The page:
Monthly Archives: October 2011

If I read a book that interested me, I read it with vivid pleasure, but my very pleasure was behind a pane of glass and unavailable to me because of that, but also far away and in an eternal past. Yet where unimportant people and things were involved, life regained its ordinary meaning and actuality, so that though I preferred to keep life at a distance, I had to seek it in simple actions and everyday people.

— Blanchot, ‘Death Sentence’

From the other bank

When you were young and jobless, you’d leave your flat and walk the streets like a ghost: it was their world, you were just passing through. You’d walk from pub to pub having a drink in each, you’d walk yourself into the ground so you could sleep. Back home, you’d stand at your window while you waited for the shower to warm up. The window gave on a slant of the river that wound through the town. You often stood watching it carry its grimy load seaward. Sometimes a kind of mental mist would steal over you. As evening fell, your reflection would appear in the window, slowly replacing the river. The more you examined it – those empty unblinking eyes, those straight lips – the harder it was to feel it was yours. It was a thing among things, untenanted, like a face watching you from the other bank.

I’m reluctant to call [my work] poetry. I like your idea of footnotes, or notes or some other kind of activity, because I think there is an enterprise called poetry today and I don’t really feel part of it […] I don’t have that mind that seems to be valued today. I can’t understand a lot of the stuff that’s written.

Leonard Cohen, via here

Now, from America, empty indifferent things are pouring across, sham things, dummy life…. A house, in the American sense, an American apple or a grapevine over there, has nothing in common with the house, the fruit, the grape into which went the hopes and reflections of our forefathers … Live things, things that are alive — that are conscious of us — are running out and can no longer be replaced. We are perhaps the last to have known such things.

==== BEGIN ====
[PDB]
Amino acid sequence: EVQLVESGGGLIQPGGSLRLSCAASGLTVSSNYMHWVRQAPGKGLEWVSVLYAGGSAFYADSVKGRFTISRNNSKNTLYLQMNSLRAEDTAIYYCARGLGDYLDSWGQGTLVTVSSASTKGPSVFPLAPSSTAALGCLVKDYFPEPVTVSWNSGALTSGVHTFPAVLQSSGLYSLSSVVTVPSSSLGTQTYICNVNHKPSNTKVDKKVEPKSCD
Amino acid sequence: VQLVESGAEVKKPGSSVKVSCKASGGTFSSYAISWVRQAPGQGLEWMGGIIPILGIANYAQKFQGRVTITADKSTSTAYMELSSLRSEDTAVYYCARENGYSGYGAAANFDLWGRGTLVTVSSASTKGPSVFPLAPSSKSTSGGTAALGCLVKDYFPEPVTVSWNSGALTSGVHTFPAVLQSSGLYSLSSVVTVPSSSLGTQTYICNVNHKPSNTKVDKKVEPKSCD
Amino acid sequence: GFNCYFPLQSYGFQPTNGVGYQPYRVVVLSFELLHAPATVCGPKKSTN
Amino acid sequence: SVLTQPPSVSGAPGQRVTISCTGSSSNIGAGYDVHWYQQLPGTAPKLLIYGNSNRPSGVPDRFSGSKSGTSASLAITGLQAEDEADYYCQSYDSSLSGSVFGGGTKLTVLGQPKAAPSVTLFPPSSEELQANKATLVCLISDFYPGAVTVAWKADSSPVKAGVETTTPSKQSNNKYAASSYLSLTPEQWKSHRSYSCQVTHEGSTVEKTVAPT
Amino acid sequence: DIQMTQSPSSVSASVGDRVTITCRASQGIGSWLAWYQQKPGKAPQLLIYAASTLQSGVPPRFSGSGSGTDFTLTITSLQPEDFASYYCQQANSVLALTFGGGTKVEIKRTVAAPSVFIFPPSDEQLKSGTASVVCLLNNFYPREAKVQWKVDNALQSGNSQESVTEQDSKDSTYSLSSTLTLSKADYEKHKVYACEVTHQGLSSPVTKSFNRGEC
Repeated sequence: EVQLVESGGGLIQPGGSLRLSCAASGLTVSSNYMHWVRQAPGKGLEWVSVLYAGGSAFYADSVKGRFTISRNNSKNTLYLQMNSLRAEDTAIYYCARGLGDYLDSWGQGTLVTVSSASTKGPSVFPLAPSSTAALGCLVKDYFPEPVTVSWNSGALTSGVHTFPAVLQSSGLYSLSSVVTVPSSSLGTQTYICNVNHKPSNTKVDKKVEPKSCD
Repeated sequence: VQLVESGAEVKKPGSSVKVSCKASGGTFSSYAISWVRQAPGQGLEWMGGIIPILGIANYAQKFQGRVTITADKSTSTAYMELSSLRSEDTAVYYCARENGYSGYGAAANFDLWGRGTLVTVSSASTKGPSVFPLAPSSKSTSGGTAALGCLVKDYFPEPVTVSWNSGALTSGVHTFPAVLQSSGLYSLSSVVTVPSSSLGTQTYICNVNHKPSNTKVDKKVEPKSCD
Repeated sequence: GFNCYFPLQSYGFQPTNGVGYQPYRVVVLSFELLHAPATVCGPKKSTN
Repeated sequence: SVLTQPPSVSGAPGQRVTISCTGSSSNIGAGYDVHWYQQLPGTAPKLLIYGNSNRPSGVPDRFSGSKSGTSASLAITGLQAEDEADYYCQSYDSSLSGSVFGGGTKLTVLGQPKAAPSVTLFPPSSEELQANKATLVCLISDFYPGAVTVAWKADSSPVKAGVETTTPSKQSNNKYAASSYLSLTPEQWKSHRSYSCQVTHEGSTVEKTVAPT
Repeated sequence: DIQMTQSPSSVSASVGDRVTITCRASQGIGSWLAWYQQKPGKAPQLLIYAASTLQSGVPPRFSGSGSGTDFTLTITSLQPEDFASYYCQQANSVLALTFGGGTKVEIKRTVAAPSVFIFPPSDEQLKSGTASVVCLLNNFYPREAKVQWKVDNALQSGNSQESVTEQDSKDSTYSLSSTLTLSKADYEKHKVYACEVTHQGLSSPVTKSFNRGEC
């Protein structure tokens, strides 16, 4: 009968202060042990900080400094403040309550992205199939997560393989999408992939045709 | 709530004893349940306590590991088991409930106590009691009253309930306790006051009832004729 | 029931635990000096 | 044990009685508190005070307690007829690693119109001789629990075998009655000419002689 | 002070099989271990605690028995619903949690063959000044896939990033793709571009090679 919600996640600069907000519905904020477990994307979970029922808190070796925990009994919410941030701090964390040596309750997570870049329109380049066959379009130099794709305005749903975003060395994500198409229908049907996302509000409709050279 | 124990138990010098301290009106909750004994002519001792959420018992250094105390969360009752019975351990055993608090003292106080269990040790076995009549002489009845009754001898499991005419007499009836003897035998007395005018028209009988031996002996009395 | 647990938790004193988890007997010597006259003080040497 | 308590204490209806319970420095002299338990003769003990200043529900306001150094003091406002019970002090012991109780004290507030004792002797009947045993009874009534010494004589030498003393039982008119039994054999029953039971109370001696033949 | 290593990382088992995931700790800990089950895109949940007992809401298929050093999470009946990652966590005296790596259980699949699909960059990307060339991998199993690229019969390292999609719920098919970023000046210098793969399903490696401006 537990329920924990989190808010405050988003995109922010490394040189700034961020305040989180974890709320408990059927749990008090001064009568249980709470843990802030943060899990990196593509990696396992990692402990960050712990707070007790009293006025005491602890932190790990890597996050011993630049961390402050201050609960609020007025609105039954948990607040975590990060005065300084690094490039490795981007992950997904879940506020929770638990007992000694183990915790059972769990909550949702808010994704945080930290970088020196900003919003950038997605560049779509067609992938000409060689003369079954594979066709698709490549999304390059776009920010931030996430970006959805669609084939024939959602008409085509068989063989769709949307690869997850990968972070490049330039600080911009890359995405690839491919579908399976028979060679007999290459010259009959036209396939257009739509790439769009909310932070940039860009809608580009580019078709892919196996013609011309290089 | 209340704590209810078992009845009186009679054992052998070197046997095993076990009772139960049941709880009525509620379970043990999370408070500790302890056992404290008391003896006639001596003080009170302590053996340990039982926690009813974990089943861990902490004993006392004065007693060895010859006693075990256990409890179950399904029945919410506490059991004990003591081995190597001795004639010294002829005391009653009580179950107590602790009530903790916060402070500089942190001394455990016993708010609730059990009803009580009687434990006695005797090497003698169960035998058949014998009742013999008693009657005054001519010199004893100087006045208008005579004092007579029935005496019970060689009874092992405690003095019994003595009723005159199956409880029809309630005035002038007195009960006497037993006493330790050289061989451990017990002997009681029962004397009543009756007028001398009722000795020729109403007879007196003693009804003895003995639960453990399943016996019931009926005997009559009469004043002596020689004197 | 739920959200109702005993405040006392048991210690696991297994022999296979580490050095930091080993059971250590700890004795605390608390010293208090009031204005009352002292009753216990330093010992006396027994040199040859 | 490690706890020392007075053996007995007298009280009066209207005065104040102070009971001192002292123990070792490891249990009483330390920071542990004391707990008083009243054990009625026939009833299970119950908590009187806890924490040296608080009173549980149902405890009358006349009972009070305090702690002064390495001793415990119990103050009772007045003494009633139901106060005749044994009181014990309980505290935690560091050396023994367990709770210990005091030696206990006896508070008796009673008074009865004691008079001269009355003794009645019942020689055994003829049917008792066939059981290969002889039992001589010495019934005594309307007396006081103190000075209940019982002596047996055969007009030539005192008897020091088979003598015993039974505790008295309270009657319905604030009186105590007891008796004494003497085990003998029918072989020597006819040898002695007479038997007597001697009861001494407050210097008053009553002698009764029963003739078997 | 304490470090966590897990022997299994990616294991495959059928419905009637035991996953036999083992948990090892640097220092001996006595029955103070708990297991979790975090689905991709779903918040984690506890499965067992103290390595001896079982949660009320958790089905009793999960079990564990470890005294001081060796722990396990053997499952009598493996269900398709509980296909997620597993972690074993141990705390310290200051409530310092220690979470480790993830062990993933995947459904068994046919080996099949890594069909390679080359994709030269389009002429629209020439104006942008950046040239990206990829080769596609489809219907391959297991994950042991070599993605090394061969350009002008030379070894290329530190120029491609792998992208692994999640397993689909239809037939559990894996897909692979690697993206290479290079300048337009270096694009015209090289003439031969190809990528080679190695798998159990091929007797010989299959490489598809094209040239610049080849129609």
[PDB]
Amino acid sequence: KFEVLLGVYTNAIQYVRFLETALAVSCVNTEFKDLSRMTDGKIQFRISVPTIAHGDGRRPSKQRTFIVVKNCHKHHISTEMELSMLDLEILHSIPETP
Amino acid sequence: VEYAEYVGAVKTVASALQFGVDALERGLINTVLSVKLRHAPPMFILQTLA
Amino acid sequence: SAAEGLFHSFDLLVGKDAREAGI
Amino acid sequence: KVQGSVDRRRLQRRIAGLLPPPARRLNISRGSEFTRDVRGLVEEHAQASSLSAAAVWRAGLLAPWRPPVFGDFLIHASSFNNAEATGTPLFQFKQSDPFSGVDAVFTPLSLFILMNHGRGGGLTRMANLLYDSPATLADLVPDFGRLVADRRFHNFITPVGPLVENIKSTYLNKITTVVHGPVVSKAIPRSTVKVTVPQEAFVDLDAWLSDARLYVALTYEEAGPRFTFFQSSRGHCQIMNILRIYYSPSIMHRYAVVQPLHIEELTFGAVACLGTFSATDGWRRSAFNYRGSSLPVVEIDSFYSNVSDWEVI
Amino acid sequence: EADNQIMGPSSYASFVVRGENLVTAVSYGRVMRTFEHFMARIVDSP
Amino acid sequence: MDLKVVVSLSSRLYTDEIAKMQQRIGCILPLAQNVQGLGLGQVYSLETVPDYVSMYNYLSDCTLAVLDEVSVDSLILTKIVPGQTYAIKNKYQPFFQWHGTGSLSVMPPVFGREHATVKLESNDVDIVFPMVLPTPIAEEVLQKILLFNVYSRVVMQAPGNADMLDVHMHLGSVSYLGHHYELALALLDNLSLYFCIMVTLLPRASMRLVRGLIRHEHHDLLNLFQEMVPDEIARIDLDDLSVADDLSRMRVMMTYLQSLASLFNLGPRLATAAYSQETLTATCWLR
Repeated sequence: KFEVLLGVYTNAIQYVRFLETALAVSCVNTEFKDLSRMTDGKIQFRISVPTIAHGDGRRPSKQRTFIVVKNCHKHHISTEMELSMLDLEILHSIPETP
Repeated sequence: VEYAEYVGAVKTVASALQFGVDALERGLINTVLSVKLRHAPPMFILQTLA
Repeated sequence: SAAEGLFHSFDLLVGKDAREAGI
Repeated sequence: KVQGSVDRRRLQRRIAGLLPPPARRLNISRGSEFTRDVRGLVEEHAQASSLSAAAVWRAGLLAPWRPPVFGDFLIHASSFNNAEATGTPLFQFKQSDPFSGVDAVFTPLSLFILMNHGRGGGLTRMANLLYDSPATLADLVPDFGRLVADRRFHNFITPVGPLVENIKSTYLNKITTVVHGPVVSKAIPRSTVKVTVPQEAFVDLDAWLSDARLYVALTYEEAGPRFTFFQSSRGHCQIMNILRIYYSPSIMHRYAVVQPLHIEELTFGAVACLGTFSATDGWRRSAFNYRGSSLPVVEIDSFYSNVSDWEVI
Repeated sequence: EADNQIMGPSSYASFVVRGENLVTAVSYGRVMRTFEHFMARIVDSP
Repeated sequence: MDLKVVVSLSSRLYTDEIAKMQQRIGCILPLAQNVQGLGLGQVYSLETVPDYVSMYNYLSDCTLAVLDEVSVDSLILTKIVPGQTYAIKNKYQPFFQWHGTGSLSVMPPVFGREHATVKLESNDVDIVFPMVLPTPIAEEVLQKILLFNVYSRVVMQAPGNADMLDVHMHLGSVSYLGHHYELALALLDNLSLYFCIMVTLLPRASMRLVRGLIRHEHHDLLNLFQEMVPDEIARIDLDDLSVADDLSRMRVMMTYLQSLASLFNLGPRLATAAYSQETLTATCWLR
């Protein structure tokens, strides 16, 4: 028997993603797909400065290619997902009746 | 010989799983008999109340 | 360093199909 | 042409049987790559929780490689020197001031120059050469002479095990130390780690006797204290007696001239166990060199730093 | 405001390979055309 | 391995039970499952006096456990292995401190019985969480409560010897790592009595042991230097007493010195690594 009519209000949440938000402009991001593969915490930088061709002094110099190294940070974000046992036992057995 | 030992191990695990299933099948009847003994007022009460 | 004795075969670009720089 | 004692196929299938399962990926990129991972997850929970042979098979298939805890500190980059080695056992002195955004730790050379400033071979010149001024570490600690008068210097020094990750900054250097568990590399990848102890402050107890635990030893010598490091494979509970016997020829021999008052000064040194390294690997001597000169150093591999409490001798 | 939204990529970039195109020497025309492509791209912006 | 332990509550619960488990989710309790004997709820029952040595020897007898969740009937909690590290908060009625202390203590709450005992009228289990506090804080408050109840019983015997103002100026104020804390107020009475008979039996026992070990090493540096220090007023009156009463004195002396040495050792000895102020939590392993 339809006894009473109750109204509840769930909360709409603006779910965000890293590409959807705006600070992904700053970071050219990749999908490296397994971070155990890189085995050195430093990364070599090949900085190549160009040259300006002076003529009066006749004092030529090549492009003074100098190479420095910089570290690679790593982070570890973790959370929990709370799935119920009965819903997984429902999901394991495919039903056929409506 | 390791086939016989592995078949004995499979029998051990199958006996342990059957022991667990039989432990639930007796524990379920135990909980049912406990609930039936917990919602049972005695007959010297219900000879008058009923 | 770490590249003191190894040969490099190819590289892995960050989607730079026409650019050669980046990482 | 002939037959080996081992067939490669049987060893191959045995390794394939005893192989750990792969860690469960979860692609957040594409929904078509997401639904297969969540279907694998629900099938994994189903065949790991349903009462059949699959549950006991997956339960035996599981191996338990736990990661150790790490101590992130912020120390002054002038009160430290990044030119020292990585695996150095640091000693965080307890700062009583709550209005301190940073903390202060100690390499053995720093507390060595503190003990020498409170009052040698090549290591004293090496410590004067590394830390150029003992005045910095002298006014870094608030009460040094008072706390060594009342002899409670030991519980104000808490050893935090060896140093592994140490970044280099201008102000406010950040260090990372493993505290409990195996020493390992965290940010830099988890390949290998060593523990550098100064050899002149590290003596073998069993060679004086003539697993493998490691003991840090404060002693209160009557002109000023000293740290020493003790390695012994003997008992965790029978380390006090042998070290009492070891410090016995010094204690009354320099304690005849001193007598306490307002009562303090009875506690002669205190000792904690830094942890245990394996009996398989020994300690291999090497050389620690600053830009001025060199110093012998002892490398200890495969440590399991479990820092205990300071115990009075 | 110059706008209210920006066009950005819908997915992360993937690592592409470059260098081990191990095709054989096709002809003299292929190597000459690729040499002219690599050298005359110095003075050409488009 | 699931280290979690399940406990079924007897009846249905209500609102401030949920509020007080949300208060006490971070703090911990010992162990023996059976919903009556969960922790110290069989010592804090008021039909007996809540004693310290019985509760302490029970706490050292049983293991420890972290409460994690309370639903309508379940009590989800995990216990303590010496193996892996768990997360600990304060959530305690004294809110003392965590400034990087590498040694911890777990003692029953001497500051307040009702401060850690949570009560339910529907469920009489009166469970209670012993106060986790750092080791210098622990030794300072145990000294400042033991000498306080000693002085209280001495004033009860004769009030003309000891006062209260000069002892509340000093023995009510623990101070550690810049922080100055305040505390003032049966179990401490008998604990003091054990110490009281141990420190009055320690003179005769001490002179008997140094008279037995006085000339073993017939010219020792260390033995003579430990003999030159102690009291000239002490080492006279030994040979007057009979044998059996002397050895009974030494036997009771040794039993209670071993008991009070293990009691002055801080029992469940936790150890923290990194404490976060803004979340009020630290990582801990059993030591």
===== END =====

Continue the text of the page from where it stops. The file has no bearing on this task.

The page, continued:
–- Rilke (via here)

The Snow Man

One must have a mind of winter
To regard the frost and the boughs
Of the pine-trees crusted with snow;

And have been cold a long time
To behold the junipers shagged with ice,
The spruces rough in the distant glitter

Of the January sun; and not to think
Of any misery in the sound of the wind,
In the sound of a few leaves,

Which is the sound of the land
Full of the same wind
That is blowing in the same bare place

For the listener, who listens in the snow,
And, nothing himself, beholds
Nothing that is not there and the nothing that is.

— Wallace Stevens

“Are you as lonely as that?” I asked.
Kafka nodded.
“Like Kaspar Hauser?”
Kafka laughed.
“Much worse than Kaspar Hauser. I’m as lonely as… Franz Kafka.”

— Gustav Janouch, Conversations with Kafka

I realize more and more that I am so constituted that I shall not succeed in realizing my ideals… Ordinarily, most people aim their ideals at the Great, the Extraordinary, which they never attain. I am far too melancholy to harbor such ideals. One would smile at my ideals… I aspire to be as little as possible; that is precisely the core of my melancholy. For that very reason I have been content to be regarded as half-mad, though this merely was a negative form of being something out of the ordinary. And this may quite possibly remain my essential form of existence, and I shall never attain the pleasant, becalmed existence of being something very small.

— Søren Kierkegaard, Journals, via here